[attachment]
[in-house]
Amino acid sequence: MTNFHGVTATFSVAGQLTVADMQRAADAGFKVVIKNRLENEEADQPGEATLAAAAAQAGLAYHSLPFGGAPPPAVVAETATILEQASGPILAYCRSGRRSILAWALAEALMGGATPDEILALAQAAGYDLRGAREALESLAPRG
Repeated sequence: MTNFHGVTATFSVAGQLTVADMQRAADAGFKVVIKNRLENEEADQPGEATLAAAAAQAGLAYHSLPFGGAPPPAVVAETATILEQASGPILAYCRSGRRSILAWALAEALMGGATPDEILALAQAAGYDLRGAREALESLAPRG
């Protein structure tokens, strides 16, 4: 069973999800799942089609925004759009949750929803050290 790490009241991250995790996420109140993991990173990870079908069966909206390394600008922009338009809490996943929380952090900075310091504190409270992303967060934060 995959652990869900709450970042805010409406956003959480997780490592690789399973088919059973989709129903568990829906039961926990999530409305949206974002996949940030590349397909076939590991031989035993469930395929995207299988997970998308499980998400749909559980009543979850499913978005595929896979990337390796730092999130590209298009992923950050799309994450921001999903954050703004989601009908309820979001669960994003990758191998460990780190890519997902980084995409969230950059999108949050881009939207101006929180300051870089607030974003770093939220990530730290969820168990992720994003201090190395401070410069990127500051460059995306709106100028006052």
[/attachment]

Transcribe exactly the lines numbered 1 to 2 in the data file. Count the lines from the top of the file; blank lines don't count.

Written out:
[in-house]
Amino acid sequence: MTNFHGVTATFSVAGQLTVADMQRAADAGFKVVIKNRLENEEADQPGEATLAAAAAQAGLAYHSLPFGGAPPPAVVAETATILEQASGPILAYCRSGRRSILAWALAEALMGGATPDEILALAQAAGYDLRGAREALESLAPRG